3. Every since you reviewed my book “Dressing the Man You Love” some years ago and then interviewed me for your site, I have often copied out and stored away editorials which you have written on various subjects. I very much enjoyed this editorial on the creation of children’s books. I have written a children’s book, based on a true story, which I have had edited, and have submitted to several publishers with rather nice responses. As a former “self-publisher, I would prefer to publish this children’s book myself. In taking on something brand new, I know I will learn a great deal in the process. I agree with you completely that in order to do a children’s book well, the right illustrator, and the right book designer must be chosen. Neither the designer nor the illustrator for my last book would be right for this project, although they are both extremely talented. I like your idea of interviewing book store owners and salespersons, for insights into what parents and children like to see in a book’s illustrations and design, but I was wondering where you would recommend that I and others like me begin the search for the right illustration and book design talent to complete a project such as mine.Thank you.Betsy Durkin MatthesI hope all is going well with your treatments.I am sending you positive thoughts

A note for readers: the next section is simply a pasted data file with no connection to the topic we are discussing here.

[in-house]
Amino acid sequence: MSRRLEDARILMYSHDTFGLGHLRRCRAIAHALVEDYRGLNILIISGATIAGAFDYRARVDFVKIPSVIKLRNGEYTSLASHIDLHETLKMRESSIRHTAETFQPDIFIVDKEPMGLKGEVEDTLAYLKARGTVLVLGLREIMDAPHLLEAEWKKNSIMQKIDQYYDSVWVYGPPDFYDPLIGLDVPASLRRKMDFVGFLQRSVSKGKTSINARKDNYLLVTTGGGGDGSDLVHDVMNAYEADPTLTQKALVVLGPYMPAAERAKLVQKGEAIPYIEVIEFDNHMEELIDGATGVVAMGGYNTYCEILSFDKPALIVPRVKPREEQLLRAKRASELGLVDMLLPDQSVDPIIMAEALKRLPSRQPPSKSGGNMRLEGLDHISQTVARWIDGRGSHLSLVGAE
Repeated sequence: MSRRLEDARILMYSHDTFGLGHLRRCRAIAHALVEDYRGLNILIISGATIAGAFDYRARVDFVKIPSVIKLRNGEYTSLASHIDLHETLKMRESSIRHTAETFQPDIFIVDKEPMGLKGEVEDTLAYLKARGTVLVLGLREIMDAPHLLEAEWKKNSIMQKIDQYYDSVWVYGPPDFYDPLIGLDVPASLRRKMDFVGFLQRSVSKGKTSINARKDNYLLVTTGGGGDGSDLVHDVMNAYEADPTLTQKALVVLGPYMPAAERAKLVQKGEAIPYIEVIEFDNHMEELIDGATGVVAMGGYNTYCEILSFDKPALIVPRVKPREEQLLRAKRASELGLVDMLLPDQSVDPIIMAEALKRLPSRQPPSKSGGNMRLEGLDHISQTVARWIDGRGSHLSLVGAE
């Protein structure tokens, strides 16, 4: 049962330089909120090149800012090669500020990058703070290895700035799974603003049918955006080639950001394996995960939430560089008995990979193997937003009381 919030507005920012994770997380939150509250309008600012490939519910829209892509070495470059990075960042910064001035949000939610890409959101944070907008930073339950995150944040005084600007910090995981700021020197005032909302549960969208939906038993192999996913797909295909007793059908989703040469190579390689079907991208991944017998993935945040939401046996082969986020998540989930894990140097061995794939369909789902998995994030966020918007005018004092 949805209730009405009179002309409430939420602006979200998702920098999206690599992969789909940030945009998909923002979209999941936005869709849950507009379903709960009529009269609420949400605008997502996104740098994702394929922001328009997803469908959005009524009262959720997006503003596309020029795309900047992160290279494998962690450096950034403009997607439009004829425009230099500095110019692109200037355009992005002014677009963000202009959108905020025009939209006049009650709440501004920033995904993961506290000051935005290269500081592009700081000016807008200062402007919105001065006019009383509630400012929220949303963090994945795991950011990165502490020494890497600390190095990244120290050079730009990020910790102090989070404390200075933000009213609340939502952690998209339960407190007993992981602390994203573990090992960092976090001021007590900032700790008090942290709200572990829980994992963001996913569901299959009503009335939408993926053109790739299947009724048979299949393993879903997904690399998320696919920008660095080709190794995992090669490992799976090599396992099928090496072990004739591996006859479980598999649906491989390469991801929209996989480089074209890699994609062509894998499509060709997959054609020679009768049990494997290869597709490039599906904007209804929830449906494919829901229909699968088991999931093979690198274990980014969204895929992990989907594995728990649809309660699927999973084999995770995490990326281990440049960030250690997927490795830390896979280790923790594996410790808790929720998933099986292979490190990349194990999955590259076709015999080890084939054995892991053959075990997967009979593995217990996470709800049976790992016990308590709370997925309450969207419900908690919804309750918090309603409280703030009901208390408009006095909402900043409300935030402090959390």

4. Thanks for the great article on writing a children's book! It is a daunting task as I am finding out'the hard way. Even though I ran the book by many children for their input, that in itself isn't alwaysenough. One MUST find the right publisher or it will break your book — and you. Taking a class inwriting for children and a graphics arts class with a good artist is an avenue. You have paid forthe class and, hence, the artist's help on your project.

  5. An interesting article, and you do cover a number of aspects that authors often miss. I spend a good deal of my time working with Children's books so I hope you don't mind if I add a couple more thoughts.Illustrations do need to be well done, but also they need to be age appropriate. What works for a 4 year old does not work for an 8 year old. It is important to decide on the age group and stick with it.Fonts and Font Size are critical components. For young readers you need simple fonts. When I see a book that uses serif fonts I want to take the author out to the wood shed and beat them with a stick. Keep with a sans serif, but again there are pitfalls out there. Simple fonts like Arial, verdana are the styles I like. Sure, they are not perfect, but no font is. Font size is also important, it needs to match the age group. Young readers need text that they can grasp. The font size is large enough that they can point at each letter and sound it out.